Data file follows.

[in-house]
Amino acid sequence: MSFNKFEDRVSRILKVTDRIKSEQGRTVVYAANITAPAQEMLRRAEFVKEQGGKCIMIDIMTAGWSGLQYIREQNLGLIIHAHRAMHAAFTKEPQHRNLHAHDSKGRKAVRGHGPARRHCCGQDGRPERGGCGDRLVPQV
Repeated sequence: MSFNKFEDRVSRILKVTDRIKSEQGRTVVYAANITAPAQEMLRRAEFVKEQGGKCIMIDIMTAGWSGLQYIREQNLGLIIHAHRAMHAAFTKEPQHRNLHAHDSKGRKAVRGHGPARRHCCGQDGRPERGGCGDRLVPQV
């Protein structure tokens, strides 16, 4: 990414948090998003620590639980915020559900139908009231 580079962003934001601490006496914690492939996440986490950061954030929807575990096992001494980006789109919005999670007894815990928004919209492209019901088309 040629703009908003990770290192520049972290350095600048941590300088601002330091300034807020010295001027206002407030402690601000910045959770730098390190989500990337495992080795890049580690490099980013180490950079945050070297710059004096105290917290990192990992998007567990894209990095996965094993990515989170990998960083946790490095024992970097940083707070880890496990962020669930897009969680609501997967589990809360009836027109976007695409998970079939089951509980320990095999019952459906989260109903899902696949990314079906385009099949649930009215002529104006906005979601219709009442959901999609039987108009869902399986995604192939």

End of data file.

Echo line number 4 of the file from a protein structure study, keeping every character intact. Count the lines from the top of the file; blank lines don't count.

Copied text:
């Protein structure tokens, strides 16, 4: 990414948090998003620590639980915020559900139908009231 580079962003934001601490006496914690492939996440986490950061954030929807575990096992001494980006789109919005999670007894815990928004919209492209019901088309 040629703009908003990770290192520049972290350095600048941590300088601002330091300034807020010295001027206002407030402690601000910045959770730098390190989500990337495992080795890049580690490099980013180490950079945050070297710059004096105290917290990192990992998007567990894209990095996965094993990515989170990998960083946790490095024992970097940083707070880890496990962020669930897009969680609501997967589990809360009836027109976007695409998970079939089951509980320990095999019952459906989260109903899902696949990314079906385009099949649930009215002529104006906005979601219709009442959901999609039987108009869902399986995604192939």